very end, namely, salarynegotiation."In just two weeks I secured (you guessed it) two job offers, one ofwhich I am taking, as it is an excellent job, with very good pay. Itis (you guessed it again) a small company, with 20 or so employees. Itis also a career-change: I was a professor of English; now I am to be acontroller!"I am so glad I believed your advice: there are jobs out there, andthere are two types of employers out there, and truly there are!"I hope you will be happy to hear my story."EpilogueHow To Find Your Mission In LifeGod and One's VocationForewordAs I started writing this section, I toyed at first with the idea offollowing what might be described as an "all-paths approach" toreligion. But, after much thought, I decided not to try that. This,because I have read many other writers who tried, and I felt theapproach failed miserably. An "all-paths" approach to religion ends upbeing a "no-paths" approach, even as a woman or man who tries to pleaseeveryone ends up pleasing no one. It is the old story of the"universal" vs. the "particular."Those of us who do career counseling could predict, ahead of time, thattrying to stay universal is not likely to be helpful, in writing aboutreligion. We know well from our own field that truly helpful careercounseling depends upon defining the particularity or uniqueness ofeach person we try to help. No employer wants to know only what youhave in common with everyone else. He or she wants to know what makesyou unique and individual. As I have argued throughout this book, theidentification and inventory of your uniqueness or particularity iscrucial if you are ever to find meaningful work.This particularity invades and carries over to everything a persondoes; it is not suddenly jettison able when he or she turns toreligion. Therefore, when I or anyone else writes about religion Ibelieve we must write out of our own particularity- which starts, in mycase, with the fact that I write, and think, and breathe as a Christianas you might expect from the fact that I have been an ordainedEpiscopalian minister for the last forty-five years. Understandably,then, this article speaks from a Christian perspective. I want you tobe aware of that, at the outset.Balanced against this is the fact that I have always been acutelysensitive to the fact that this is a pluralistic society in which welive, and that I owe a great deal to my readers who may have religiousconvictions quite different from my own. It has turned out that thepeople who work or have worked here in my office with me, over theyears, have been predominantly of other faiths, mainly Jewish.Furthermore, Parachute's more than 7 million readers have not onlyincluded Christians of every variety and persuasion, ChristianScientists, Jews, members of the Baha'i faith, Hindus, Buddhists,adherents of Islam, but also believers in 'new age' religions,secularists, humanists, agnostics, atheists, and many others. I havetherefore tried to be very courteous toward the feelings of all myreaders, while at the same time counting on them to,bob体育游戏下载安卓版very end, namely, salarynegotiation."In just two weeks I secured (you guessed it) two job offers, one ofwhich I am taking, as it is an excellent job, with very good pay. Itis (you guessed it again) a small company, with 20 or so employees. Itis also a career-change: I was a professor of English; now I am to be acontroller!"I am so glad I believed your advice: there are jobs out there, andthere are two types of employers out there, and truly there are!"I hope you will be happy to hear my story."EpilogueHow To Find Your Mission In LifeGod and One's VocationForewordAs I started writing this section, I toyed at first with the idea offollowing what might be described as an "all-paths approach" toreligion. But, after much thought, I decided not to try that. This,because I have read many other writers who tried, and I felt theapproach failed miserably. An "all-paths" approach to religion ends upbeing a "no-paths" approach, even as a woman or man who tries to pleaseeveryone ends up pleasing no one. It is the old story of the"universal" vs. the "particular."Those of us who do career counseling could predict, ahead of time, thattrying to stay universal is not likely to be helpful, in writing aboutreligion. We know well from our own field that truly helpful careercounseling depends upon defining the particularity or uniqueness ofeach person we try to help. No employer wants to know only what youhave in common with everyone else. He or she wants to know what makesyou unique and individual. As I have argued throughout this book, theidentification and inventory of your uniqueness or particularity iscrucial if you are ever to find meaningful work.This particularity invades and carries over to everything a persondoes; it is not suddenly jettison able when he or she turns toreligion. Therefore, when I or anyone else writes about religion Ibelieve we must write out of our own particularity- which starts, in mycase, with the fact that I write, and think, and breathe as a Christianas you might expect from the fact that I have been an ordainedEpiscopalian minister for the last forty-five years. Understandably,then, this article speaks from a Christian perspective. I want you tobe aware of that, at the outset.Balanced against this is the fact that I have always been acutelysensitive to the fact that this is a pluralistic society in which welive, and that I owe a great deal to my readers who may have religiousconvictions quite different from my own. It has turned out that thepeople who work or have worked here in my office with me, over theyears, have been predominantly of other faiths, mainly Jewish.Furthermore, Parachute's more than 7 million readers have not onlyincluded Christians of every variety and persuasion, ChristianScientists, Jews, members of the Baha'i faith, Hindus, Buddhists,adherents of Islam, but also believers in 'new age' religions,secularists, humanists, agnostics, atheists, and many others. I havetherefore tried to be very courteous toward the feelings of all myreaders, while at the same time counting on them to,very end, namely, salarynegotiation."In just two weeks I secured (you guessed it) two job offers, one ofwhich I am taking, as it is an excellent job, with very good pay. Itis (you guessed it again) a small company, with 20 or so employees. Itis also a career-change: I was a professor of English; now I am to be acontroller!"I am so glad I believed your advice: there are jobs out there, andthere are two types of employers out there, and truly there are!"I hope you will be happy to hear my story."EpilogueHow To Find Your Mission In LifeGod and One's VocationForewordAs I started writing this section, I toyed at first with the idea offollowing what might be described as an "all-paths approach" toreligion. But, after much thought, I decided not to try that. This,because I have read many other writers who tried, and I felt theapproach failed miserably. An "all-paths" approach to religion ends upbeing a "no-paths" approach, even as a woman or man who tries to pleaseeveryone ends up pleasing no one. It is the old story of the"universal" vs. the "particular."Those of us who do career counseling could predict, ahead of time, thattrying to stay universal is not likely to be helpful, in writing aboutreligion. We know well from our own field that truly helpful careercounseling depends upon defining the particularity or uniqueness ofeach person we try to help. No employer wants to know only what youhave in common with everyone else. He or she wants to know what makesyou unique and individual. As I have argued throughout this book, theidentification and inventory of your uniqueness or particularity iscrucial if you are ever to find meaningful work.This particularity invades and carries over to everything a persondoes; it is not suddenly jettison able when he or she turns toreligion. Therefore, when I or anyone else writes about religion Ibelieve we must write out of our own particularity- which starts, in mycase, with the fact that I write, and think, and breathe as a Christianas you might expect from the fact that I have been an ordainedEpiscopalian minister for the last forty-five years. Understandably,then, this article speaks from a Christian perspective. I want you tobe aware of that, at the outset.Balanced against this is the fact that I have always been acutelysensitive to the fact that this is a pluralistic society in which welive, and that I owe a great deal to my readers who may have religiousconvictions quite different from my own. It has turned out that thepeople who work or have worked here in my office with me, over theyears, have been predominantly of other faiths, mainly Jewish.Furthermore, Parachute's more than 7 million readers have not onlyincluded Christians of every variety and persuasion, ChristianScientists, Jews, members of the Baha'i faith, Hindus, Buddhists,adherents of Islam, but also believers in 'new age' religions,secularists, humanists, agnostics, atheists, and many others. I havetherefore tried to be very courteous toward the feelings of all myreaders, while at the same time counting on them tobob电竞体育平台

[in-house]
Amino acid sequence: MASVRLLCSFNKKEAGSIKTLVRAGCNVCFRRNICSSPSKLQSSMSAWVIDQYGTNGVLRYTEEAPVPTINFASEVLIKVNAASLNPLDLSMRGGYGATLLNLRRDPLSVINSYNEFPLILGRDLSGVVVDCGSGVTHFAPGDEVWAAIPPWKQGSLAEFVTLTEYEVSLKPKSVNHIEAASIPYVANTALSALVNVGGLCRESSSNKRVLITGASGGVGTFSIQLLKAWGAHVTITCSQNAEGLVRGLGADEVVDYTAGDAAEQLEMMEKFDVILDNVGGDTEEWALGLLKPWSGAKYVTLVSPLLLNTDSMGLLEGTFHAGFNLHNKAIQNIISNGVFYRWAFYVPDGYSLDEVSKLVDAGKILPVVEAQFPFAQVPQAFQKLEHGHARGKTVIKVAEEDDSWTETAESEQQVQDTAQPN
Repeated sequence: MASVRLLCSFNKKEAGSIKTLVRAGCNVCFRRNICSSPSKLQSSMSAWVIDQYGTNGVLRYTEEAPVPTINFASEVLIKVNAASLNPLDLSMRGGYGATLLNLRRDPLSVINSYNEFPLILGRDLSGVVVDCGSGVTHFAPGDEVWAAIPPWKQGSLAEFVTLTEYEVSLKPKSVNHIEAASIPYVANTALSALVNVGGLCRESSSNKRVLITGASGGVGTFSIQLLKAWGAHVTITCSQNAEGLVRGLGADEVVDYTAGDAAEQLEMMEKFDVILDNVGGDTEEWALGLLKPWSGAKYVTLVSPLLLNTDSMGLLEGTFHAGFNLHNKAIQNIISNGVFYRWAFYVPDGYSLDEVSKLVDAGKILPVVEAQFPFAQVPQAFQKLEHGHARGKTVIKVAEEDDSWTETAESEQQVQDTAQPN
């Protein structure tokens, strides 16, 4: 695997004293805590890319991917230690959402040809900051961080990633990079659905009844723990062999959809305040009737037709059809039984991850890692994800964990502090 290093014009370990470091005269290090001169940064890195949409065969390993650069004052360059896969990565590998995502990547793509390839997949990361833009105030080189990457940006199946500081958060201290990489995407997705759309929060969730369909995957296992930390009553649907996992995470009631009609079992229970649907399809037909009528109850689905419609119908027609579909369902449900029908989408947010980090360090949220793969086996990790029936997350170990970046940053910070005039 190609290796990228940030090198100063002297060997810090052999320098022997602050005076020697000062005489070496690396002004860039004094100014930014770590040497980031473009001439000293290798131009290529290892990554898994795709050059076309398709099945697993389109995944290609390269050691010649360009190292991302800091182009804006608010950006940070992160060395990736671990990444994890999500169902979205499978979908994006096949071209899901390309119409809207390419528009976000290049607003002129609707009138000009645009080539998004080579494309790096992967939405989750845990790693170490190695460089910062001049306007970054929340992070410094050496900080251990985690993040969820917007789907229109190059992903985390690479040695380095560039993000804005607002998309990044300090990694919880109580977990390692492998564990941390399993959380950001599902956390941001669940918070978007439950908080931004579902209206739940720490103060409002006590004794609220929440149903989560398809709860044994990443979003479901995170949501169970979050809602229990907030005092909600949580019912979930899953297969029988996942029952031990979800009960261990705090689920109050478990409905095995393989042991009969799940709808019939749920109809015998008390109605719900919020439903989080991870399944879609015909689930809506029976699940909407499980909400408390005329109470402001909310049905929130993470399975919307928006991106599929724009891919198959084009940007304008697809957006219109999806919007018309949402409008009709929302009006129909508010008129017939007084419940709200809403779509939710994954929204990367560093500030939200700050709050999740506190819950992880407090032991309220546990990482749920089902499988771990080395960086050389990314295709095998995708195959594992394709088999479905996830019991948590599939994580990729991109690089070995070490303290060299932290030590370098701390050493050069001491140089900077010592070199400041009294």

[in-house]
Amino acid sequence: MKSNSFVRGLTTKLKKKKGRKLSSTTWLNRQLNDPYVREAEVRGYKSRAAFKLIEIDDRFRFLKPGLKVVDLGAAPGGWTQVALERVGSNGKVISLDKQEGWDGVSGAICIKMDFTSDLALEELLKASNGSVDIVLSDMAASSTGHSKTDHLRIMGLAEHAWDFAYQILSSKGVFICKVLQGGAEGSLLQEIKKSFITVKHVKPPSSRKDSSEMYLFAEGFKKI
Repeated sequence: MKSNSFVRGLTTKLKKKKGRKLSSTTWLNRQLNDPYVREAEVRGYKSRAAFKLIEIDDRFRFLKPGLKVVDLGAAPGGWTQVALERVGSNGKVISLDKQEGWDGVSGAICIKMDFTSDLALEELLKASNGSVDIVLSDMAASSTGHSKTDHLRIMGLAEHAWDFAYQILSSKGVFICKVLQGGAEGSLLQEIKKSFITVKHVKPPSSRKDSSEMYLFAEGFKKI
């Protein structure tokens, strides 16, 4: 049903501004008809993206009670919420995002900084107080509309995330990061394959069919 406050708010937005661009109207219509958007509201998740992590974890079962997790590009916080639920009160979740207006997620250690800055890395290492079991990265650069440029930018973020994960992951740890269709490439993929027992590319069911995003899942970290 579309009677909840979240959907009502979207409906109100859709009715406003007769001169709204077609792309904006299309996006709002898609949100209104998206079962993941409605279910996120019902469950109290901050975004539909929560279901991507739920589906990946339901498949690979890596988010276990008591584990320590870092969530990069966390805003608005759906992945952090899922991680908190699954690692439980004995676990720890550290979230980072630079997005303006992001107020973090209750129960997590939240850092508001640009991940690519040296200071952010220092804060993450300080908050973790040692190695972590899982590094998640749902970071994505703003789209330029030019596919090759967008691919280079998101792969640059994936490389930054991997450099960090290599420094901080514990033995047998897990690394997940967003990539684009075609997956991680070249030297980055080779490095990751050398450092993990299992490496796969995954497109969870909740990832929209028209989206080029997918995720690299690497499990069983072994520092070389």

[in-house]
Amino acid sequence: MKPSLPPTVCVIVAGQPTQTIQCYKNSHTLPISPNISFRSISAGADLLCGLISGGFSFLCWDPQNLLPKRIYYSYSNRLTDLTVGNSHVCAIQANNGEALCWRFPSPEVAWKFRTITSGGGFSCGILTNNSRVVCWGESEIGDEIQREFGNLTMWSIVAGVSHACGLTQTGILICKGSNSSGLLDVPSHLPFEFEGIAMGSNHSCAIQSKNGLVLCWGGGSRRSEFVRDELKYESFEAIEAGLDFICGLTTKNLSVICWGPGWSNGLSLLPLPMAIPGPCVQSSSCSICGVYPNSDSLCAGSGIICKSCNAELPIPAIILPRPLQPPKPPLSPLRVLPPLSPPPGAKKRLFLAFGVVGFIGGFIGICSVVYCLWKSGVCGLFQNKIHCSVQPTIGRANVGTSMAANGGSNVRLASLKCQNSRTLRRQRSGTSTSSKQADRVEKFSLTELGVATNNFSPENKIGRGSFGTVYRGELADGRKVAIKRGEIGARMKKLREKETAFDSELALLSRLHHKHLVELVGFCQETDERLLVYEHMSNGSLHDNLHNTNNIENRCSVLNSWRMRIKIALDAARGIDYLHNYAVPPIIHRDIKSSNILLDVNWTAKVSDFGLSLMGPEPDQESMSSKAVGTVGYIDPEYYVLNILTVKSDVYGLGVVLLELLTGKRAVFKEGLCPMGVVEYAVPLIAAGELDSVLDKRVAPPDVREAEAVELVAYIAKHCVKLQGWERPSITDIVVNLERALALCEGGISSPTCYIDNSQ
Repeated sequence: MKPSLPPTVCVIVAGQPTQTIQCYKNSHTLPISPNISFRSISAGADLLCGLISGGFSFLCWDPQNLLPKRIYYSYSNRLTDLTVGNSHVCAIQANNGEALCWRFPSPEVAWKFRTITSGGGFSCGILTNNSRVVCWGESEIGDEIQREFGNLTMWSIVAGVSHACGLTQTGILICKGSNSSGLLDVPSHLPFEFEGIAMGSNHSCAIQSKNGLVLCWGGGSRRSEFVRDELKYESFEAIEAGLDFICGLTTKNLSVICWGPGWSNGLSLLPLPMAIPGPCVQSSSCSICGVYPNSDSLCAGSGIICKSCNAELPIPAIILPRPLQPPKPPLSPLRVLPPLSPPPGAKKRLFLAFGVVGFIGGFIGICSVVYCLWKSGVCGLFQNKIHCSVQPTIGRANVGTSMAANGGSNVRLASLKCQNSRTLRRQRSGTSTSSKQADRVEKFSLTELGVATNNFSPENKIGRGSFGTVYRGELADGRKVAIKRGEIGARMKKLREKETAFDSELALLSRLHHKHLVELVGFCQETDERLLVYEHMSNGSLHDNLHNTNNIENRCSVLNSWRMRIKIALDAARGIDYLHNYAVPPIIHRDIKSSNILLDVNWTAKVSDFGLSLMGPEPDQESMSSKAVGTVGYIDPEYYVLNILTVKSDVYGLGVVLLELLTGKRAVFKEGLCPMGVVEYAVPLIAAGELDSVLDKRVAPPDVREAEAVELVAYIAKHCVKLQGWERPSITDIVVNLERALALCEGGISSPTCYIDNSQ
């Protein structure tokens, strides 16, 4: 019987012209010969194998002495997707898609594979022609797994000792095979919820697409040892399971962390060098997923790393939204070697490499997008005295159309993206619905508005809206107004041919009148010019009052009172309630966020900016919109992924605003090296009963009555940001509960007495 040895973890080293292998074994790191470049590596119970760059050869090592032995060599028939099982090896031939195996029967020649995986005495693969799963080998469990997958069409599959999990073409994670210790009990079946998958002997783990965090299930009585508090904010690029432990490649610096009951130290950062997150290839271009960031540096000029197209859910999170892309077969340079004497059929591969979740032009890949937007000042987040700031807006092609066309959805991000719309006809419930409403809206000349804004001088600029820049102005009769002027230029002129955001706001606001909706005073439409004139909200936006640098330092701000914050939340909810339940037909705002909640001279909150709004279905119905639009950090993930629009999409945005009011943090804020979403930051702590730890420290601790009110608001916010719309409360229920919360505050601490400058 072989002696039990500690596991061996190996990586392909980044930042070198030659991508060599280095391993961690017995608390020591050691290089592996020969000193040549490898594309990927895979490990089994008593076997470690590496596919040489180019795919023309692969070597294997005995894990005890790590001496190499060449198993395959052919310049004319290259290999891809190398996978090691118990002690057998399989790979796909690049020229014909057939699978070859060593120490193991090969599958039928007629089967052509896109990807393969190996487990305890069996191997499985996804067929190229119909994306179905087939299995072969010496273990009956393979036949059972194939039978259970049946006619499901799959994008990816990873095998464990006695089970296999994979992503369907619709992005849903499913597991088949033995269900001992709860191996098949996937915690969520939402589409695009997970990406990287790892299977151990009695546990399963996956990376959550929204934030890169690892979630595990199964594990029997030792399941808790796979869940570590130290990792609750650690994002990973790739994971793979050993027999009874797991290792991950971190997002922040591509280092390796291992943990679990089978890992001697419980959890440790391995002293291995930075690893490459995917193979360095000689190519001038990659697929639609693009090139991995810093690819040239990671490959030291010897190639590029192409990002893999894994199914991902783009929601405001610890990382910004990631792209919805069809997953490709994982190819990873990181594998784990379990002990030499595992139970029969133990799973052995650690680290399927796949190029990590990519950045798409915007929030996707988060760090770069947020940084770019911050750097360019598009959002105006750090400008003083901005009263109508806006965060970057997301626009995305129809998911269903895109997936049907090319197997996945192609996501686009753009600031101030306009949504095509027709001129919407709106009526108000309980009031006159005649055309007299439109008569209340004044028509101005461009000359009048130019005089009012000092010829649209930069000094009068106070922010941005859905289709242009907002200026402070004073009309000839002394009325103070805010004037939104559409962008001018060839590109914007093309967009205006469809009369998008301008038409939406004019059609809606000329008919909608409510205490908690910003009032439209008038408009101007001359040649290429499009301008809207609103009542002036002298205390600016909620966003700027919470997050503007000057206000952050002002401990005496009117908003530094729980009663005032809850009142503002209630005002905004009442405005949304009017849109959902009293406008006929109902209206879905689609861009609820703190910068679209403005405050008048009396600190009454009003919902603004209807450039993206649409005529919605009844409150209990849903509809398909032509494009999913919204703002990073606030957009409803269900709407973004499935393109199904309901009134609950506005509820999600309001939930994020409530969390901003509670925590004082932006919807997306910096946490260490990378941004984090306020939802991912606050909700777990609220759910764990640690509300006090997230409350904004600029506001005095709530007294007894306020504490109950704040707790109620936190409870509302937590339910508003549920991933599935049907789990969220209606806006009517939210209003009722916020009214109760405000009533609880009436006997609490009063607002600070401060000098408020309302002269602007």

very end, namely, salarynegotiation."In just two weeks I secured (you guessed it) two job offers, one ofwhich I am taking, as it is an excellent job, with very good pay. Itis (you guessed it again) a small company, with 20 or so employees. Itis also a career-change: I was a professor of English; now I am to be acontroller!"I am so glad I believed your advice: there are jobs out there, andthere are two types of employers out there, and truly there are!"I hope you will be happy to hear my story."EpilogueHow To Find Your Mission In LifeGod and One's VocationForewordAs I started writing this section, I toyed at first with the idea offollowing what might be described as an "all-paths approach" toreligion. But, after much thought, I decided not to try that. This,because I have read many other writers who tried, and I felt theapproach failed miserably. An "all-paths" approach to religion ends upbeing a "no-paths" approach, even as a woman or man who tries to pleaseeveryone ends up pleasing no one. It is the old story of the"universal" vs. the "particular."Those of us who do career counseling could predict, ahead of time, thattrying to stay universal is not likely to be helpful, in writing aboutreligion. We know well from our own field that truly helpful careercounseling depends upon defining the particularity or uniqueness ofeach person we try to help. No employer wants to know only what youhave in common with everyone else. He or she wants to know what makesyou unique and individual. As I have argued throughout this book, theidentification and inventory of your uniqueness or particularity iscrucial if you are ever to find meaningful work.This particularity invades and carries over to everything a persondoes; it is not suddenly jettison able when he or she turns toreligion. Therefore, when I or anyone else writes about religion Ibelieve we must write out of our own particularity- which starts, in mycase, with the fact that I write, and think, and breathe as a Christianas you might expect from the fact that I have been an ordainedEpiscopalian minister for the last forty-five years. Understandably,then, this article speaks from a Christian perspective. I want you tobe aware of that, at the outset.Balanced against this is the fact that I have always been acutelysensitive to the fact that this is a pluralistic society in which welive, and that I owe a great deal to my readers who may have religiousconvictions quite different from my own. It has turned out that thepeople who work or have worked here in my office with me, over theyears, have been predominantly of other faiths, mainly Jewish.Furthermore, Parachute's more than 7 million readers have not onlyincluded Christians of every variety and persuasion, ChristianScientists, Jews, members of the Baha'i faith, Hindus, Buddhists,adherents of Islam, but also believers in 'new age' religions,secularists, humanists, agnostics, atheists, and many others. I havetherefore tried to be very courteous toward the feelings of all myreaders, while at the same time counting on them to,bob体育官方下载very end, namely, salarynegotiation."In just two weeks I secured (you guessed it) two job offers, one ofwhich I am taking, as it is an excellent job, with very good pay. Itis (you guessed it again) a small company, with 20 or so employees. Itis also a career-change: I was a professor of English; now I am to be acontroller!"I am so glad I believed your advice: there are jobs out there, andthere are two types of employers out there, and truly there are!"I hope you will be happy to hear my story."EpilogueHow To Find Your Mission In LifeGod and One's VocationForewordAs I started writing this section, I toyed at first with the idea offollowing what might be described as an "all-paths approach" toreligion. But, after much thought, I decided not to try that. This,because I have read many other writers who tried, and I felt theapproach failed miserably. An "all-paths" approach to religion ends upbeing a "no-paths" approach, even as a woman or man who tries to pleaseeveryone ends up pleasing no one. It is the old story of the"universal" vs. the "particular."Those of us who do career counseling could predict, ahead of time, thattrying to stay universal is not likely to be helpful, in writing aboutreligion. We know well from our own field that truly helpful careercounseling depends upon defining the particularity or uniqueness ofeach person we try to help. No employer wants to know only what youhave in common with everyone else. He or she wants to know what makesyou unique and individual. As I have argued throughout this book, theidentification and inventory of your uniqueness or particularity iscrucial if you are ever to find meaningful work.This particularity invades and carries over to everything a persondoes; it is not suddenly jettison able when he or she turns toreligion. Therefore, when I or anyone else writes about religion Ibelieve we must write out of our own particularity- which starts, in mycase, with the fact that I write, and think, and breathe as a Christianas you might expect from the fact that I have been an ordainedEpiscopalian minister for the last forty-five years. Understandably,then, this article speaks from a Christian perspective. I want you tobe aware of that, at the outset.Balanced against this is the fact that I have always been acutelysensitive to the fact that this is a pluralistic society in which welive, and that I owe a great deal to my readers who may have religiousconvictions quite different from my own. It has turned out that thepeople who work or have worked here in my office with me, over theyears, have been predominantly of other faiths, mainly Jewish.Furthermore, Parachute's more than 7 million readers have not onlyincluded Christians of every variety and persuasion, ChristianScientists, Jews, members of the Baha'i faith, Hindus, Buddhists,adherents of Islam, but also believers in 'new age' religions,secularists, humanists, agnostics, atheists, and many others. I havetherefore tried to be very courteous toward the feelings of all myreaders, while at the same time counting on them to